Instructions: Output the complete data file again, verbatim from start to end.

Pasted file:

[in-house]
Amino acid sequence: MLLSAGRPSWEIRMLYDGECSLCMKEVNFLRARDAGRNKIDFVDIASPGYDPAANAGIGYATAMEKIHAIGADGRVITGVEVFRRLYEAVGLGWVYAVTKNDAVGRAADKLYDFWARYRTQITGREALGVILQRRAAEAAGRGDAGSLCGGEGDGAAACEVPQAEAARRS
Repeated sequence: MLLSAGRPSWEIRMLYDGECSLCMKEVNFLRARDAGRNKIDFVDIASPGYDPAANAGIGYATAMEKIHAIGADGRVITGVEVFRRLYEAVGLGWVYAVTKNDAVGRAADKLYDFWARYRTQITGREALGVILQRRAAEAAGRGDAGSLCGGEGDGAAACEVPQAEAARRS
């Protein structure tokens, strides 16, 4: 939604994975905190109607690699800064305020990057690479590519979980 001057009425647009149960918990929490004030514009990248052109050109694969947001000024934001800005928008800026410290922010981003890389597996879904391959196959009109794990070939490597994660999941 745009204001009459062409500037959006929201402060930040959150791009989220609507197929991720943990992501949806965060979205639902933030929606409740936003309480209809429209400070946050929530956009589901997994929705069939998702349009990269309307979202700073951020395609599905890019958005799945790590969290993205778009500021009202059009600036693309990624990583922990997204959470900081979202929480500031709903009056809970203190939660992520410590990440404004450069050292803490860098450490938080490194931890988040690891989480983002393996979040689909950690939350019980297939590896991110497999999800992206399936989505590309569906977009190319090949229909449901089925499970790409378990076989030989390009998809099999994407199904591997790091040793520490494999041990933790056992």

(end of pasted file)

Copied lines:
[in-house]
Amino acid sequence: MLLSAGRPSWEIRMLYDGECSLCMKEVNFLRARDAGRNKIDFVDIASPGYDPAANAGIGYATAMEKIHAIGADGRVITGVEVFRRLYEAVGLGWVYAVTKNDAVGRAADKLYDFWARYRTQITGREALGVILQRRAAEAAGRGDAGSLCGGEGDGAAACEVPQAEAARRS
Repeated sequence: MLLSAGRPSWEIRMLYDGECSLCMKEVNFLRARDAGRNKIDFVDIASPGYDPAANAGIGYATAMEKIHAIGADGRVITGVEVFRRLYEAVGLGWVYAVTKNDAVGRAADKLYDFWARYRTQITGREALGVILQRRAAEAAGRGDAGSLCGGEGDGAAACEVPQAEAARRS
């Protein structure tokens, strides 16, 4: 939604994975905190109607690699800064305020990057690479590519979980 001057009425647009149960918990929490004030514009990248052109050109694969947001000024934001800005928008800026410290922010981003890389597996879904391959196959009109794990070939490597994660999941 745009204001009459062409500037959006929201402060930040959150791009989220609507197929991720943990992501949806965060979205639902933030929606409740936003309480209809429209400070946050929530956009589901997994929705069939998702349009990269309307979202700073951020395609599905890019958005799945790590969290993205778009500021009202059009600036693309990624990583922990997204959470900081979202929480500031709903009056809970203190939660992520410590990440404004450069050292803490860098450490938080490194931890988040690891989480983002393996979040689909950690939350019980297939590896991110497999999800992206399936989505590309569906977009190319090949229909449901089925499970790409378990076989030989390009998809099999994407199904591997790091040793520490494999041990933790056992």